What Is Exon Insertion Mutation in Non-Small Cell Lung Cancer (NSCLC)?

If you have been diagnosed with advanced non-small cell lung cancer, your doctors would have ordered tests on a tumor sample (biopsy) to identify specific genes and proteins unique to the tumor. These tests can help identify targeted treatments available to you.

EGFR (epidermal growth factor receptor) is a protein on cells that helps them grow. A mutation in the gene for EGFR can make it grow too much, which can cause cancer. 

Two rare EGFR insertion mutations, in exon 19 and exon 20, can provide doctors with treatment options in advanced lung cancers that were not available just a few years ago. In this article, we will look at the exon insertion mutations in NSCLC, including how they are diagnosed and treated.

Doctor looking through microscope in laboratory


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Types of Exon Insertion Mutation in NSCLC

An exon insertion mutation is a specific type of mutation in the EGFR gene. In this type, a bit of genetic material is inserted accidentally into a specific region of the gene.

There are two exon insertion mutations in NSCLC—exon 19 and exon 20. These are very rare, with exon 19 insertion occurring in 1% of all EGFR mutations and exon 20 insertion occurring in 4% of EGFR mutations.

Other Types of Genetic Mutations in NSCLC

Often, when a person is getting tested for EGFR, they will be tested for other important genetic alterations. These include:

  • KRAS: About 20% to 25% of NSCLCs have changes in the KRAS gene.
  • ALK: About 5% of NSCLCs have a change in the ALK gene.
  • ROS1: About 1% to 2% of NSCLCs have a rearrangement in the ROS1 gene.
  • RET: A small percentage of NSCLCs have changes in the RET gene.
  • BRAF: About 5% of NSCLCs have changes in the BRAF gene.
  • MET: A small percentage of NSCLCs have certain changes in the MET gene that make them more likely to respond to some targeted drugs.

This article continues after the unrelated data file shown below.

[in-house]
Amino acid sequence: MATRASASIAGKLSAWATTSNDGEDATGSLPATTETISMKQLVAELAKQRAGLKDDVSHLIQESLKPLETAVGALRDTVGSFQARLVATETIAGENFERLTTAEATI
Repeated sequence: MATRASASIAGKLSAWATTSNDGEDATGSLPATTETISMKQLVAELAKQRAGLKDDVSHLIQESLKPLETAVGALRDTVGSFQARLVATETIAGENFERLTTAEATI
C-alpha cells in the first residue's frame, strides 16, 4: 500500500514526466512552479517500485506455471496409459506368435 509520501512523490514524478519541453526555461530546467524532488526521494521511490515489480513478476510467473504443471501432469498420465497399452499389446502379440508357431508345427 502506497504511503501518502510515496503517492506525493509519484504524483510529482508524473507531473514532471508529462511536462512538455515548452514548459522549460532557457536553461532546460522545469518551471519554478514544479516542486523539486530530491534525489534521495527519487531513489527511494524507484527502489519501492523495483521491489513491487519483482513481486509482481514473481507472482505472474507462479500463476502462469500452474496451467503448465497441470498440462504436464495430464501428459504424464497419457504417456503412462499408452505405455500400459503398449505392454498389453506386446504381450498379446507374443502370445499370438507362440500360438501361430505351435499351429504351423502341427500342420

Exon Mutation NSCLC Symptoms

There are no symptoms specific to the genetic mutation of NSCLC. Exon insertion mutations are most often associated with lung adenocarcinomas, and symptoms may not appear during the early stages of the disease.

Adenocarcinoma tumors appear on the outer areas of the lungs. Since they are not near the airways, breathing may not be affected until the cancer has progressed to an advanced stage.

When symptoms do appear, they are similar to the signs associated with other types of lung cancer, including:

Causes and Risk Factors

According to research, certain races and ethnicities are more susceptible to EGFR mutations. Mutations in the EGFR gene occur in 10% to 20% of White and at least 50% of Asian NSCLC patients.

There are several common factors related to EGFR mutations. Those more likely to have the mutation are patients diagnosed with NSCLC who are:

While the EGFR gene is most often associated with adenocarcinomas, some types of squamous cell carcinoma are affected by the protein as well.

Diagnosis

If you are diagnosed with advanced-stage NSCLC, your doctor will almost certainly recommend testing for genetic mutations, particularly if you have been diagnosed with lung adenocarcinoma.

Genetic testing is usually based on a tissue sample taken from the affected lung during a lung biopsy. The DNA of the tumor cells is analyzed to determine if it contains any mutations in the genes.

Doctors may also be able to check for the mutations via a special blood test called a liquid biopsy, which analyzes DNA that has been shed from tumor cells in your blood.

Once they have a sample, lab technicians will look at the DNA of the cancer cells and see if there is a mutation. They also analyze the specific type of mutation, which is how they can determine if there is an exon 19 or 20 insertion mutation.

The findings of the genetic tests will help determine your best treatment options. Your healthcare team may be able to deliver targeted therapies specifically designed for your cancer and genetic type.

Treatment

Lung cancer with EGFR mutations is often not diagnosed until the disease is at stage 3 or 4, so treatment doesn't usually focus on curing the cancer; instead, it's aimed at managing the spread and relieving symptoms.